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Colombia’s military chief vows to root out army officials linked to spy scandal

Unless the foundations of overbroad spying are tackled – including South Africa’s overbroad definitions of national security, economic security and economic intelligence – then abusive spying practices that serve dominant interests, rather than the public interest, are likely to continue. (Photo: Adobestock)

BOGOTA, May 3 (Reuters) - The chief of Colombia's armed forces vowed on Sunday to get to the bottom of an ongoing scandal over spying on journalists, politicians and judges by what he described as rogue elements within the country's army.

By Luis Jaime Acosta

In an interview with Reuters, General Luis Fernando Navarro said he was committed to finding and punishing those responsible for any hacking, which came to light in a January report by magazine Semana.

The defense ministry on Friday announced the ouster of 11 unnamed military officials and the resignation of a general related to the scandal.

There have been repeated hacking scandals involving the Colombian military in recent years, including accusations negotiators at peace talks with the Revolutionary Armed Forces of Colombia (FARC) rebels were spied on.

Previous investigations have not yet led to convictions.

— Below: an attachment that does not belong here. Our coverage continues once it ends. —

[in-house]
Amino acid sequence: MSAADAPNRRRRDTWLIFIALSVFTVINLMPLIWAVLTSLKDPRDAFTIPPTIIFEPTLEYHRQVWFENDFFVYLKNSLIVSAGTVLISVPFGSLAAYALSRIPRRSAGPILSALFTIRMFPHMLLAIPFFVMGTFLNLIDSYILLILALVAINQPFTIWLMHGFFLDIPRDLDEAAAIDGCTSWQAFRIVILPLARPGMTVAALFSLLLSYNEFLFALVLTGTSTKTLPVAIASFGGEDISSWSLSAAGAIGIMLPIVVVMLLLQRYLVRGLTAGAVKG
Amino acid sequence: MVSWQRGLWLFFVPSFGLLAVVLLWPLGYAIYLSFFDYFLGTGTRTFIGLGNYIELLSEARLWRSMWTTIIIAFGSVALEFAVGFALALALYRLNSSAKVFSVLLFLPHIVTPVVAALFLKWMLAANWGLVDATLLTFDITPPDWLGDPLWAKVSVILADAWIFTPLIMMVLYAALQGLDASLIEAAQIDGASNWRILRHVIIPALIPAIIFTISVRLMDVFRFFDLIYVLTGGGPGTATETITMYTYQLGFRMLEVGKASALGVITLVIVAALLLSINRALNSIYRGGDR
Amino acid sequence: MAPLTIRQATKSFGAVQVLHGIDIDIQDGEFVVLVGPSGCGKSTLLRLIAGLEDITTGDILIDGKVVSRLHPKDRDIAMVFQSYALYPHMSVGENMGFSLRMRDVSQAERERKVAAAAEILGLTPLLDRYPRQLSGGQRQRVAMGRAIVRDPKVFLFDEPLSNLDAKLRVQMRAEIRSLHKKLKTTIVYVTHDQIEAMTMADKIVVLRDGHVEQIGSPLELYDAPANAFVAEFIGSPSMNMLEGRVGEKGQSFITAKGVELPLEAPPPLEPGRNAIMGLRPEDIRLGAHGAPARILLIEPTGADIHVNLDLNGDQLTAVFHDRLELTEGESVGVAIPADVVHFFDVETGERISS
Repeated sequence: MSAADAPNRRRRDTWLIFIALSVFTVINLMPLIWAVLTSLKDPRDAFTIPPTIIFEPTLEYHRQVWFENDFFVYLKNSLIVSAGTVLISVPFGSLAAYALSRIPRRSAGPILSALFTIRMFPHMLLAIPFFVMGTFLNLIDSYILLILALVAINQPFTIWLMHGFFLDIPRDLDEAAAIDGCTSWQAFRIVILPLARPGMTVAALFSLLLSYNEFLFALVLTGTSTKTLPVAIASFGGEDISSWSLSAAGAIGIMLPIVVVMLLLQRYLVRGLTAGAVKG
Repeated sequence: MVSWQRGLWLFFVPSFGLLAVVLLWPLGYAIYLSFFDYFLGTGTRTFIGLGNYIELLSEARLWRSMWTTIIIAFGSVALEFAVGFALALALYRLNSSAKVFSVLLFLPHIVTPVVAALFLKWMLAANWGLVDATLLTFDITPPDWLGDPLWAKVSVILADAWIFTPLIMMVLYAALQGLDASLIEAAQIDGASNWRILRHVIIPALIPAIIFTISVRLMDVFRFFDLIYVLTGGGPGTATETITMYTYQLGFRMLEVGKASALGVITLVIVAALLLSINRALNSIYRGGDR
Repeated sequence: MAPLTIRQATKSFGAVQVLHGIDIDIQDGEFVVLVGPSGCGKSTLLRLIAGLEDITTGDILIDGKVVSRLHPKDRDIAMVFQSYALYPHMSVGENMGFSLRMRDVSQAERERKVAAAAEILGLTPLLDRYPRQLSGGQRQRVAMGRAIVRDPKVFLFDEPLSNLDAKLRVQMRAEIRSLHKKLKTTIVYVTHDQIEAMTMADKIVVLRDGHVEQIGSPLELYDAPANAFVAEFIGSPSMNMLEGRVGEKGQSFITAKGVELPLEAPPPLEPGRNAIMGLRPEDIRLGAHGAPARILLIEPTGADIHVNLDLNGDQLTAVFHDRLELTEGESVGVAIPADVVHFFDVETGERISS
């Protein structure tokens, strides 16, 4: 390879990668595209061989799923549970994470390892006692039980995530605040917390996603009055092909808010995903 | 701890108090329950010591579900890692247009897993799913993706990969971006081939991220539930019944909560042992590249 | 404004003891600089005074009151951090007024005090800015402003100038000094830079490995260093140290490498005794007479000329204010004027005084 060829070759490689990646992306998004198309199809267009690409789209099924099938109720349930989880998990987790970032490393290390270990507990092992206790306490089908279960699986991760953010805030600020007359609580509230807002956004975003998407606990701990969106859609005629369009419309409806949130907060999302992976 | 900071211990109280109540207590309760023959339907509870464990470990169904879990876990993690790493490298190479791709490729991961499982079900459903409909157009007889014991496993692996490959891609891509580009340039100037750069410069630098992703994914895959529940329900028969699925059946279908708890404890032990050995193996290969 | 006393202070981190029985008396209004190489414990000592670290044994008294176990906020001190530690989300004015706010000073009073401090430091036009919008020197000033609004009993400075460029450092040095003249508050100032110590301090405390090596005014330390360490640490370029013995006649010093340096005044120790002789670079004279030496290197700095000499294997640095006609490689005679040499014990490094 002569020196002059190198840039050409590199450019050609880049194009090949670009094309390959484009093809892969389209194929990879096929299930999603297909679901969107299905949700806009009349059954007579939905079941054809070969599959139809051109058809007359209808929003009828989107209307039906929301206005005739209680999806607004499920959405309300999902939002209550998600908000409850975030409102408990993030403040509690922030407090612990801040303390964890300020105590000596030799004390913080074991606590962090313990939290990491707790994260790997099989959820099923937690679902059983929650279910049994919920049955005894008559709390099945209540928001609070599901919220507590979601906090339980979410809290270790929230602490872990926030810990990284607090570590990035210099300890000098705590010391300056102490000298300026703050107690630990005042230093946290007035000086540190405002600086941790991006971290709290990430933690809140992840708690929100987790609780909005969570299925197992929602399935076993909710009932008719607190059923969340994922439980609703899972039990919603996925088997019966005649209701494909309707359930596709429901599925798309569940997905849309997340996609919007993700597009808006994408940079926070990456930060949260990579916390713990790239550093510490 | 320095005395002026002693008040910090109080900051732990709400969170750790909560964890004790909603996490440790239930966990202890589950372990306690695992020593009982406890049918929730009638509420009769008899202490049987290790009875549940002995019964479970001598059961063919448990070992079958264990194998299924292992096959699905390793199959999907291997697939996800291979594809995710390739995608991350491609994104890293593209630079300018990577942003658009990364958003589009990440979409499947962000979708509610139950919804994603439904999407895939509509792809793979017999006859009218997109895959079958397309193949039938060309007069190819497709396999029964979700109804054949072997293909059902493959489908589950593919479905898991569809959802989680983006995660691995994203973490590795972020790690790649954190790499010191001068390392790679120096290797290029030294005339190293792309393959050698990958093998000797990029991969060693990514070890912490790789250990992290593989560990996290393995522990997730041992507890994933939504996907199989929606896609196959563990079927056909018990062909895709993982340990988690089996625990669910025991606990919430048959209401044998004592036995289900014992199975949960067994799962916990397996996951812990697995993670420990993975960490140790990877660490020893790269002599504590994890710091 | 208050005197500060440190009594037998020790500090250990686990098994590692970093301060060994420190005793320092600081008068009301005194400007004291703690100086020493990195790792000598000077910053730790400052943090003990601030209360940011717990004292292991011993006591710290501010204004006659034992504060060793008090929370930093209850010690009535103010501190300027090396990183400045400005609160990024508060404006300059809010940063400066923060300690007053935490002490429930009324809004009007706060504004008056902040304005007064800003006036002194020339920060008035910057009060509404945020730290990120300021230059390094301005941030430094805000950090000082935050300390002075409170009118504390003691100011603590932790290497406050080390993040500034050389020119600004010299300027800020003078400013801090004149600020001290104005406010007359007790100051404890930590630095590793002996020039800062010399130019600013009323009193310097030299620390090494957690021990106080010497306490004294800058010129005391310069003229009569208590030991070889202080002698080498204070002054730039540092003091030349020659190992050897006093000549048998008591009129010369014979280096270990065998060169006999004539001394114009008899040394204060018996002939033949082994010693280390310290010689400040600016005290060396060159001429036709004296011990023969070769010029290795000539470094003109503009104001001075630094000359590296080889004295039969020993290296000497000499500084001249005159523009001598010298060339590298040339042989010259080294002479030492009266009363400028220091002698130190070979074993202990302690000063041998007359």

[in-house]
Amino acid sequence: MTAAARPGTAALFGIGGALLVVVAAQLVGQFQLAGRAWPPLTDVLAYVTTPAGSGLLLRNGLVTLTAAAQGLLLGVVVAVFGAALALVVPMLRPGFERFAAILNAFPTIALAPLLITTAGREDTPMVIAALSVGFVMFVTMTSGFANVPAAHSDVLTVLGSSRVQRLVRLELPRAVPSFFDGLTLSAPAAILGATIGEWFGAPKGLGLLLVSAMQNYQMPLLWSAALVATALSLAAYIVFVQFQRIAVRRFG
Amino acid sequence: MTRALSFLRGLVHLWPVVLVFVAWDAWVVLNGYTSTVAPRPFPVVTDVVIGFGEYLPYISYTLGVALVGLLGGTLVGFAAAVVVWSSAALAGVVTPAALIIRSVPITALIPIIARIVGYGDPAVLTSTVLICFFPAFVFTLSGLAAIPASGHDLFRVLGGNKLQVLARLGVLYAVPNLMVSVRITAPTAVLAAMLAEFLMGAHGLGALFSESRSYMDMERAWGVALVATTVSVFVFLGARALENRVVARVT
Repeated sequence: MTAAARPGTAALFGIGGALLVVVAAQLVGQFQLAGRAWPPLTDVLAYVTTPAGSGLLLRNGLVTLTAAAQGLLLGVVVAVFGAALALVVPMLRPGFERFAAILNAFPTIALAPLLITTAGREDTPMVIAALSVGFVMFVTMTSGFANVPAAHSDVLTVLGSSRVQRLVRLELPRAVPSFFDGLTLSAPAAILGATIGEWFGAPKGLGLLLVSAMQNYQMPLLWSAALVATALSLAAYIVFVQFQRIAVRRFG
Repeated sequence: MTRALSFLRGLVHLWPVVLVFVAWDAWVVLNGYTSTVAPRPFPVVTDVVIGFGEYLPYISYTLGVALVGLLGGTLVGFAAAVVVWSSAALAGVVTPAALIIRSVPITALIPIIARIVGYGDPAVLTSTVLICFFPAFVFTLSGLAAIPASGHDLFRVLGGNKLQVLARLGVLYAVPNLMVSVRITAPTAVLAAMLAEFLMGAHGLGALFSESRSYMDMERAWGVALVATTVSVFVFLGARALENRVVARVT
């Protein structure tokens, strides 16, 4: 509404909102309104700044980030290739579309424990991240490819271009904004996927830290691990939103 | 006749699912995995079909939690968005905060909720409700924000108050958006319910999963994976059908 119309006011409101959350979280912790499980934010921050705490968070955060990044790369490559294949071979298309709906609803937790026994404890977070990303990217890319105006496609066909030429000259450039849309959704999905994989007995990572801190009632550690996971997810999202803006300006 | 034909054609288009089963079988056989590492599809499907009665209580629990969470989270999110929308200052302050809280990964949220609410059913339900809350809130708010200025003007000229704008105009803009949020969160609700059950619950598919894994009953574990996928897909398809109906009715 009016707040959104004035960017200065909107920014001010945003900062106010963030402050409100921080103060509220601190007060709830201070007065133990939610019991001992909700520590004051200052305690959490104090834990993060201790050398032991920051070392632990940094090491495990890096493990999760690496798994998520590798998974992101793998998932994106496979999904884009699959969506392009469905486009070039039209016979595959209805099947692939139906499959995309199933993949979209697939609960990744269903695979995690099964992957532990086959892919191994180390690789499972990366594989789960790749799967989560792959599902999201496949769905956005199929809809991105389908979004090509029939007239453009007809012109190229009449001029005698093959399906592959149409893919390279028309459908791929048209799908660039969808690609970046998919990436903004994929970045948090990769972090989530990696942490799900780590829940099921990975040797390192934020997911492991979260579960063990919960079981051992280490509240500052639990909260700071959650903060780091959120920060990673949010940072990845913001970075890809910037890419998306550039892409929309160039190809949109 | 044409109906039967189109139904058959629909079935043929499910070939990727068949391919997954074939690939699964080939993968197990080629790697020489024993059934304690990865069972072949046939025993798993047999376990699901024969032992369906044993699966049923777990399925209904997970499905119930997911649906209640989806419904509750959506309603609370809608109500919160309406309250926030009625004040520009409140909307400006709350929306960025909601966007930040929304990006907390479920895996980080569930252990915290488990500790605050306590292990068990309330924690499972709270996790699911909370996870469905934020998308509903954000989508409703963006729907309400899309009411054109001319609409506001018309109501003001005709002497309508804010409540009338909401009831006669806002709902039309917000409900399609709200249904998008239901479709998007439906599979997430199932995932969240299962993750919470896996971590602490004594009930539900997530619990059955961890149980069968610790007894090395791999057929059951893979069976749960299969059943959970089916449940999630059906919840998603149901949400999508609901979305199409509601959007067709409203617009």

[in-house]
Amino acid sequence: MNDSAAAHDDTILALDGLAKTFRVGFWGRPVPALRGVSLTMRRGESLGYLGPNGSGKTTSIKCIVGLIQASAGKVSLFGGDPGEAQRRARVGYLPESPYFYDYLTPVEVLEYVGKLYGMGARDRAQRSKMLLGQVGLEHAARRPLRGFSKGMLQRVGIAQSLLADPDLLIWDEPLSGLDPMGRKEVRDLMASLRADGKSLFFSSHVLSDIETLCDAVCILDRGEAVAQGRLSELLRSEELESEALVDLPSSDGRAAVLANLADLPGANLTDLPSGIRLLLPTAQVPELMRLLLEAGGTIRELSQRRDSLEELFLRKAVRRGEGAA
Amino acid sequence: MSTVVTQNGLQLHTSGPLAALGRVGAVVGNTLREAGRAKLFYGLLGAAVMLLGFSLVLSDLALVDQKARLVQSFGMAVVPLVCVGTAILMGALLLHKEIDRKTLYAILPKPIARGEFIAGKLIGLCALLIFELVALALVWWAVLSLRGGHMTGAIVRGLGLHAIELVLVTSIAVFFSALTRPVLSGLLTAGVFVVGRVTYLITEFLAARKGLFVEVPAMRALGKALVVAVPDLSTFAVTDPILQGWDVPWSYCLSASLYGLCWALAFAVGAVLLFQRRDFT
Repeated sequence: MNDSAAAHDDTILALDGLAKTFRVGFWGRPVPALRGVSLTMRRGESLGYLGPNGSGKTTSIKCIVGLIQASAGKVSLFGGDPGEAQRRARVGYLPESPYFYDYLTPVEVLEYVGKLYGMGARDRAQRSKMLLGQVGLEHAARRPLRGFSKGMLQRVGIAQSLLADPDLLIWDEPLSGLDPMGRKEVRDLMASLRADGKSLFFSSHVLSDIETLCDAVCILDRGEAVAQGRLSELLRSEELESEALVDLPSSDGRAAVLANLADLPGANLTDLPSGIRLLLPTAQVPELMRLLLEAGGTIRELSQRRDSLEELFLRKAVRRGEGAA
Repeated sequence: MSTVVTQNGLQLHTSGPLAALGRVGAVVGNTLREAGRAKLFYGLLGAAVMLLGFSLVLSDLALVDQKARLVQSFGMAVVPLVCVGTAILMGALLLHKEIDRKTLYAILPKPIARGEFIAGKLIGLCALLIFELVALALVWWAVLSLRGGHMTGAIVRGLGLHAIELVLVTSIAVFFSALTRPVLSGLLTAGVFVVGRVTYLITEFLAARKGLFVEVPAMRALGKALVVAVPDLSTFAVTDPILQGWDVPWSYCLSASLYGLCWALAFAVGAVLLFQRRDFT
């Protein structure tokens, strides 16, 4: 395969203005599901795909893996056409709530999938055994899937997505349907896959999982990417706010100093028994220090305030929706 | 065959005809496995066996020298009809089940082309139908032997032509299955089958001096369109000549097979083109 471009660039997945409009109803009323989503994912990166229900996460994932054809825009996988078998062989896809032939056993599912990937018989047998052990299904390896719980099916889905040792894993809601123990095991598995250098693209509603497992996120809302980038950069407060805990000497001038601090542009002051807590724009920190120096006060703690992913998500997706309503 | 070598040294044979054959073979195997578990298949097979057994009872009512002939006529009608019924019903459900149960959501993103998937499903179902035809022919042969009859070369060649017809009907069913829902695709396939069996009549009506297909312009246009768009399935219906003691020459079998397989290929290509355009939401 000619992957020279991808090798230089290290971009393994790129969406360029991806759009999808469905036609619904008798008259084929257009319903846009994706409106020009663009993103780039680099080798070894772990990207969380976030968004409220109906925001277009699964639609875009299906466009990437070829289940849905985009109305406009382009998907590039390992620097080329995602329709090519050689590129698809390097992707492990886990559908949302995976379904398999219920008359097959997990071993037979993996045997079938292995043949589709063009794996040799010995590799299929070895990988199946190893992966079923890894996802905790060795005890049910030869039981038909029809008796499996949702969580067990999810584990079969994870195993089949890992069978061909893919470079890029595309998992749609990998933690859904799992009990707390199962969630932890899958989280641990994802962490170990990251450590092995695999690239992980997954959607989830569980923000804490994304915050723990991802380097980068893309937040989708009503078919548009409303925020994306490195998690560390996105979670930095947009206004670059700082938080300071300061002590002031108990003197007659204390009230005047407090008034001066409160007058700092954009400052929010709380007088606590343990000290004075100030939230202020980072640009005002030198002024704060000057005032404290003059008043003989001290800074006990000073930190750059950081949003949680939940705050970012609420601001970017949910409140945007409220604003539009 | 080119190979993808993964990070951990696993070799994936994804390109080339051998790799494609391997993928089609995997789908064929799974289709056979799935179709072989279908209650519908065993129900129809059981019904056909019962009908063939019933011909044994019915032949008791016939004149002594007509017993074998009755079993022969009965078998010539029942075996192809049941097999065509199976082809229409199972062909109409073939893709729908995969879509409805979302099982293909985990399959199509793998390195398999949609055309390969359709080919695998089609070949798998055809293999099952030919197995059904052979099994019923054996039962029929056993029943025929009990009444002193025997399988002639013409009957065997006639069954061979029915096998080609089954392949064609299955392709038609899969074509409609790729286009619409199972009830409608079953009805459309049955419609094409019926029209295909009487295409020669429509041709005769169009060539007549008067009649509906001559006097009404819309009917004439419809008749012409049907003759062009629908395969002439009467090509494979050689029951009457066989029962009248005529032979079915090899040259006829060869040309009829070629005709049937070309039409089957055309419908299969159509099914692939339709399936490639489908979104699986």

“Colombia’s intelligence system is under total and absolute control,” Navarro said in a phone interview. Changes had been made to command structures and strict security protocols were implemented after the scandal came to light, he said.

Illegal spying is not an institutional policy but reflects the individual actions of a few officials who have not just lost their jobs but could face jail time, Navarro said.

Semana published more details on Friday including the names of some alleged victims. It said more than 130 people, among them foreign and domestic journalists, had been hacked and information about their contacts, families and addresses collected.

Semana said it had dozens of documents connected to the case and some of the units involved had received funding and equipment from a foreign intelligence agency.

Navarro would not confirm the alleged illegal use of foreign resources, saying only he was confident Colombia would continue receiving help to fight drug trafficking and armed groups.

“The investigations have to move forward and find those responsible,” he said.

“Our cooperation has to continue to be strong, we need it to combat transnational organized crime and we guarantee to our strategic allies that we are investigating, making decisions and any person who has gone outside the law will have to answer for it.”

The United States has long been Colombia’s principal ally in the battle against guerrillas and drug trafficking gangs and intelligence has been key to attacks on rebel leadership and cocaine confiscations.

One of the alleged hacking victims is a former secretary of the presidency who worked closely with President Ivan Duque.

Duque and his defense minister have rejected the alleged spying and said illegal conduct within the military will not be tolerated. (Reporting by Luis Jaime Acosta Writing by Julia Symmes Cobb; Editing by Tom Brown)

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